Patrick Bevin has quickly shown his new employers his worth.
The emerging Kiwi cyclist has celebrated his entry to the World Tour ranks with a national title.
Wearing the Cannondale green for the first time, Bevin yesterday won the men's time trial on the opening day of the road cycling nationals in Hawkes Bay.
"You come into a team like Cannondale at the bottom and it's nice to say 'hey guys, we're here'," Bevin said. "It was a big goal early in the season and it takes a bit of pressure off Sunday [the men's road race], to be honest."
He completed the testing 40km course in a time of 52m 21.20s, more than a minute clear of Tom Scully, with 2013 champion Joe Cooper almost another 30 seconds further back in third.
Bevin was challenged by Cooper and fellow World Tour professional Jesse Sergent on the first lap, but managed the windy conditions better than his more experienced rivals.
"I knew it was a course that suited me and as the wind picked up, it would suit me more," Bevin said.
"The wind was horrendous and it came up. The second lap, I had some issues with the wind. Coming around that second time was brutal and it became a challenge just to stay on the bike and keep as much momentum as I could."
"If you had a bad day today and you come up that climb for the last time, you could lose 20 or 30 seconds, so it was about being fairly conservative and riding the course where you could," he said.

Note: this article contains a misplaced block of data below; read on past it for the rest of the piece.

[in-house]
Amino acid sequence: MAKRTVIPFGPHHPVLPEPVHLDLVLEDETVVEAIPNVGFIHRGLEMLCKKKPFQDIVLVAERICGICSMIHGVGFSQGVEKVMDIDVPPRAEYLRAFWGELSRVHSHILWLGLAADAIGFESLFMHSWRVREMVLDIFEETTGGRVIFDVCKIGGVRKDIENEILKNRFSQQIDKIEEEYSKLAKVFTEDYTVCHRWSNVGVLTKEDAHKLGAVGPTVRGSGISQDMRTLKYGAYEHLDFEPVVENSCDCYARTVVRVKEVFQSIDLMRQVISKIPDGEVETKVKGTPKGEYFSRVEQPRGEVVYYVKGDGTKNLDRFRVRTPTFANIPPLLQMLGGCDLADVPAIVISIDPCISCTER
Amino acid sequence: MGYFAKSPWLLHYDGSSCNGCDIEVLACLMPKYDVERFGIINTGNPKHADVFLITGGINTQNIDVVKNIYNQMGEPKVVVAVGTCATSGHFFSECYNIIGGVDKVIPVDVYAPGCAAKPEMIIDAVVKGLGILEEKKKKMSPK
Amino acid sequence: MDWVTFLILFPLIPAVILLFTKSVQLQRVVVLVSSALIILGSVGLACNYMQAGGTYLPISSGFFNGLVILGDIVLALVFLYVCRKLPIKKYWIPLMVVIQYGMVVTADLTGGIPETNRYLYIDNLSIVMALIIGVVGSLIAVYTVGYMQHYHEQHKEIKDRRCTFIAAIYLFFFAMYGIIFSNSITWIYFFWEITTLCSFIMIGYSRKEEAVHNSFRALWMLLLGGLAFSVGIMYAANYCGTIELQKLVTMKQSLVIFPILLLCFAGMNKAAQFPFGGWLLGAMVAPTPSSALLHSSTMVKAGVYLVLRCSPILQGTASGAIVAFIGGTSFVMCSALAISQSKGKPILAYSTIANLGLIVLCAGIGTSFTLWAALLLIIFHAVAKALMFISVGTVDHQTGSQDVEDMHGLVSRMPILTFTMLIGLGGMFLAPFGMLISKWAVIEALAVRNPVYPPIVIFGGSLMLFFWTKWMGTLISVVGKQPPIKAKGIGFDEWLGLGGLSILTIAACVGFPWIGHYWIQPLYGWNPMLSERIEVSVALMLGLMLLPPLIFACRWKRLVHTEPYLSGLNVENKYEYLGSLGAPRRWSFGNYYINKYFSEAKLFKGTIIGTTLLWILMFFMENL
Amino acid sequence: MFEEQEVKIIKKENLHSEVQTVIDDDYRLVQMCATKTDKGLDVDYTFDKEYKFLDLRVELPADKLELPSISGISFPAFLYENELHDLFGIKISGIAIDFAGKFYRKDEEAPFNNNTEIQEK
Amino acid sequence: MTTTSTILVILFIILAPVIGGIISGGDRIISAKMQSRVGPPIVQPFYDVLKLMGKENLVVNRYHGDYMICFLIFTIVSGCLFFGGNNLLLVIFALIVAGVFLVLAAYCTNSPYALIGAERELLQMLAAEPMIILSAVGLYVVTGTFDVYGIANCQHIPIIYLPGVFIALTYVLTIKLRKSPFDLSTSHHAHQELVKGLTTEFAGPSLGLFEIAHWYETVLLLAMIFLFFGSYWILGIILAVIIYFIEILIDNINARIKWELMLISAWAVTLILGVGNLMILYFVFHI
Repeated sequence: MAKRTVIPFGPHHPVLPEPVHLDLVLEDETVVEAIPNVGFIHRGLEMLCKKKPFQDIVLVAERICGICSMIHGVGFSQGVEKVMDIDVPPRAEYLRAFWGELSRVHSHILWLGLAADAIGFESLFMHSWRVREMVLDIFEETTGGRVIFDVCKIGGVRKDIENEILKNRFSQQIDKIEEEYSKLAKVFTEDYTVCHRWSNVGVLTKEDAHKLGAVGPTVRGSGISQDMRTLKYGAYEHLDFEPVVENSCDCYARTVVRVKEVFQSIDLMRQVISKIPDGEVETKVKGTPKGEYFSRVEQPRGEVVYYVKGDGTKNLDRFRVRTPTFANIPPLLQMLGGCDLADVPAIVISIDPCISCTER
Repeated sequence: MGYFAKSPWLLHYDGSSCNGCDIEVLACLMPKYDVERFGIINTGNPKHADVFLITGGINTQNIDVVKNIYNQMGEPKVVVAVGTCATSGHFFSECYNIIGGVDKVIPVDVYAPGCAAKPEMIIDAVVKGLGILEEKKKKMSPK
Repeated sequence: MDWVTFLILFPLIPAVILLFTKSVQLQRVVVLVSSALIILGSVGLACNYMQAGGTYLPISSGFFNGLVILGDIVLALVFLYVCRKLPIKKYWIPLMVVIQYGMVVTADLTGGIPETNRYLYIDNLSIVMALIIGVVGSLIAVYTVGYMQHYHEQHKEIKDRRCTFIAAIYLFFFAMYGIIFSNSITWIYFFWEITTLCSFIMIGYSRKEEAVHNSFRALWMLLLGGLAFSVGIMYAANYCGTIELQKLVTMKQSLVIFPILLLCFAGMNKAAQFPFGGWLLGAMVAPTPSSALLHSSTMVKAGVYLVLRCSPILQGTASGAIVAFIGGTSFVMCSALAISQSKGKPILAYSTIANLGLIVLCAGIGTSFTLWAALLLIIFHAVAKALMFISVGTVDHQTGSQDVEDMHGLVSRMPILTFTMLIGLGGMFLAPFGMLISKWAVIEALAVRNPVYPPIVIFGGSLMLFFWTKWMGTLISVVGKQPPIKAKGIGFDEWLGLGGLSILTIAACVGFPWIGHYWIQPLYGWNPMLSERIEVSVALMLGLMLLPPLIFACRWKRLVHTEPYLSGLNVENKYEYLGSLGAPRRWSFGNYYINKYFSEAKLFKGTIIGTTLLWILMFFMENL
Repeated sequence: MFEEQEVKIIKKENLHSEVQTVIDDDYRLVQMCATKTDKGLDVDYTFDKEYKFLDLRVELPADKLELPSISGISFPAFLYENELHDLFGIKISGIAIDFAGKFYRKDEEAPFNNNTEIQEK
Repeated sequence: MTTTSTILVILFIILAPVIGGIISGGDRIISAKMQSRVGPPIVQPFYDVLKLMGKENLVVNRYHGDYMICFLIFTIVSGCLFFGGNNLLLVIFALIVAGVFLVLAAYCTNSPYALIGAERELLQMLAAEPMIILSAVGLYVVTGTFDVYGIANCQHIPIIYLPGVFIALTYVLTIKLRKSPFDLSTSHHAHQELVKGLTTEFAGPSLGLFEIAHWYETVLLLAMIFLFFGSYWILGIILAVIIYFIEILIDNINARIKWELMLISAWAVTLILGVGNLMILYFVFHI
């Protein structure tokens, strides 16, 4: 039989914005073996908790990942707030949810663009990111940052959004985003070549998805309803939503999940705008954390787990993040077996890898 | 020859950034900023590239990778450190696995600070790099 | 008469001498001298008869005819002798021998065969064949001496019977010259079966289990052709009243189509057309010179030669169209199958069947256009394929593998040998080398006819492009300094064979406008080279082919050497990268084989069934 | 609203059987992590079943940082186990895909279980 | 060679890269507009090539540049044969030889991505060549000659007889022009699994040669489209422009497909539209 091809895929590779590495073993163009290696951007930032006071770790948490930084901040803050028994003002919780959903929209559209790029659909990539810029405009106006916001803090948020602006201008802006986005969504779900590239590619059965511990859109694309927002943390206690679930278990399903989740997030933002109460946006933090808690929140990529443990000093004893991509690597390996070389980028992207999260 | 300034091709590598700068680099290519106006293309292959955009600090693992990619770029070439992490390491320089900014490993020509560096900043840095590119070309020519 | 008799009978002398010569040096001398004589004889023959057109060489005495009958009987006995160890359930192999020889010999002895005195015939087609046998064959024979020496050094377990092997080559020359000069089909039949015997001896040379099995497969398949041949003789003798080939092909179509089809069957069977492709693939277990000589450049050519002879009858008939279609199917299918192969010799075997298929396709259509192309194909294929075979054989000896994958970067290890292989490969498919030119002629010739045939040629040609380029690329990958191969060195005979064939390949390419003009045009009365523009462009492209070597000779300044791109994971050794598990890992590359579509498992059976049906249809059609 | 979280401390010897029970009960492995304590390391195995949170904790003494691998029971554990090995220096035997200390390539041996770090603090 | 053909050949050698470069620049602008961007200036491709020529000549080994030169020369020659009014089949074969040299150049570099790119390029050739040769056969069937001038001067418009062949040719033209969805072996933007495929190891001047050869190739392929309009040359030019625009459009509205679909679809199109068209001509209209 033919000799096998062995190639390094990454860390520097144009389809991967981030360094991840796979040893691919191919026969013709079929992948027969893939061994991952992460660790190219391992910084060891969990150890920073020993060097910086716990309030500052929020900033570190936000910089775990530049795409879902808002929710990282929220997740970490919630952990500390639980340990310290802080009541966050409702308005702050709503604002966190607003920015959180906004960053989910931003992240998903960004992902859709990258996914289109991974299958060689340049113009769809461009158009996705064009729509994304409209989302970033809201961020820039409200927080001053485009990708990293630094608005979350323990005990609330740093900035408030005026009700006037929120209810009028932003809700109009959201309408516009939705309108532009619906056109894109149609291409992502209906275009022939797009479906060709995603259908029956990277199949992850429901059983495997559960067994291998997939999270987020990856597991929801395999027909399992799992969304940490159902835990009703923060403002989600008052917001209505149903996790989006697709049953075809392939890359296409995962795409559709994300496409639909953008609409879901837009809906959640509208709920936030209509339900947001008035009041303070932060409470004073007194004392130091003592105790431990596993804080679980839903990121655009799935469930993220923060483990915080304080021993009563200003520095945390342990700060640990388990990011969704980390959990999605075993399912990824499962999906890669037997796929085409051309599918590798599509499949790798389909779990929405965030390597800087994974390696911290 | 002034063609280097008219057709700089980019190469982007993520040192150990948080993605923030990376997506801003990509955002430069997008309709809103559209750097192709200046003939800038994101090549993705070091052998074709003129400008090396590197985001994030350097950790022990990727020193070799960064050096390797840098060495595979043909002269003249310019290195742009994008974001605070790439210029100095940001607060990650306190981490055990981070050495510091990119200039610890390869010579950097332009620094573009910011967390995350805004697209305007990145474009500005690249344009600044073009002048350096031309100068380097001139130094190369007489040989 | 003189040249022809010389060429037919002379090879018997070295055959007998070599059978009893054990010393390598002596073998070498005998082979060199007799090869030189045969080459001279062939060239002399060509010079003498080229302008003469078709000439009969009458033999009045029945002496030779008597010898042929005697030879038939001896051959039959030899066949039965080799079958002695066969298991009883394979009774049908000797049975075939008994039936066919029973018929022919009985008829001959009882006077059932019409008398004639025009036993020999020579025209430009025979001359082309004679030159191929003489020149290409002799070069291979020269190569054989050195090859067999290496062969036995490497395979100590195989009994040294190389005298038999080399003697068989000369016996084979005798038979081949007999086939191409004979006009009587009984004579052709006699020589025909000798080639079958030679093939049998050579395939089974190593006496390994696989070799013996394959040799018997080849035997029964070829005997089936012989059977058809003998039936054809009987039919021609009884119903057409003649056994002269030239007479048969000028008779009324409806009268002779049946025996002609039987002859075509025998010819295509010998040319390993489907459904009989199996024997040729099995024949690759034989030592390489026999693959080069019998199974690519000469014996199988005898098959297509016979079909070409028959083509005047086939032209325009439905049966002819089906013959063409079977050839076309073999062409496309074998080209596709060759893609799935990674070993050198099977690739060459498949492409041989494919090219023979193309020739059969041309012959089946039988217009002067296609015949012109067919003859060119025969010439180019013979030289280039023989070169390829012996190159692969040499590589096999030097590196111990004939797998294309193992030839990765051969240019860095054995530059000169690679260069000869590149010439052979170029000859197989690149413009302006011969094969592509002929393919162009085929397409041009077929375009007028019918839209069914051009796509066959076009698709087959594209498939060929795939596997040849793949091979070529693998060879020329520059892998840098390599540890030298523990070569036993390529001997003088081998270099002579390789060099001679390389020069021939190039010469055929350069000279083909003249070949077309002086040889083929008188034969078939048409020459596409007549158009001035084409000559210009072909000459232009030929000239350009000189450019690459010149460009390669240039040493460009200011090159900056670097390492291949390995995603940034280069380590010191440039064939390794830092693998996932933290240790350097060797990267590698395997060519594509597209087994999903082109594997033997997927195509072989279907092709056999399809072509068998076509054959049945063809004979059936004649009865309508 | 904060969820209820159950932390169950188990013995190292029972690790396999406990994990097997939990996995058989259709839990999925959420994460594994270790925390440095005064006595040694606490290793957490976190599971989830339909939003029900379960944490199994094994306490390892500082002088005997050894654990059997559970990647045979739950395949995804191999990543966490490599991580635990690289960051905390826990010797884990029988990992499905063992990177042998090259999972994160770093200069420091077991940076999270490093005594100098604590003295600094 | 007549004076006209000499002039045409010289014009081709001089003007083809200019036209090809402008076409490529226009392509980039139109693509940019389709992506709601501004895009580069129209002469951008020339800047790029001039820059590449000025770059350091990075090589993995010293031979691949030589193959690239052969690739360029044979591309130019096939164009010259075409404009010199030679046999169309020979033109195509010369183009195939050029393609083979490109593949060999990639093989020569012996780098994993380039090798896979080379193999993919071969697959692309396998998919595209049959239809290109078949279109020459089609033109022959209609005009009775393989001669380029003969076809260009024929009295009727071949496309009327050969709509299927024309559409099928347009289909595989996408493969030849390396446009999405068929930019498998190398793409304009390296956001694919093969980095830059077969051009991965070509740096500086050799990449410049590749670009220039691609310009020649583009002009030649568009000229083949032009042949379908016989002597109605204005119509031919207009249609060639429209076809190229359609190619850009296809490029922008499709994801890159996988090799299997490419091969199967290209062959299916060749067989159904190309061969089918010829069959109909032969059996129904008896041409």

Bevin will now be considered one of the favourites to win the road race and complete a rare double.
Rushlee Buchanan added the national women's time trial title to her burgeoning list of cycling accomplishments.
She edged two-time defending champion Jaime Nielsen by just over a second with 34m 14.6s in the 23.2km test against the clock to add the time trial title to her national honours in the road race and criterium.
"I definitely didn't expect to win and then I saw my father screaming with maybe 200m to go and I thought it must be pretty close," she said.
She rode 7km further than Nielsen, her track cycling teammate, after taking a wrong turn and riding the men's course before restarting.
"Unfortunately when we started someone wasn't paying attention too much and it was a bit confusing, and we went the wrong way."
"I had to calm down and use that anger and frustration and put it into the pedals," she said.
"I knew I was going to be a little bit faster on the down hills and through the corners so I had to focus on that."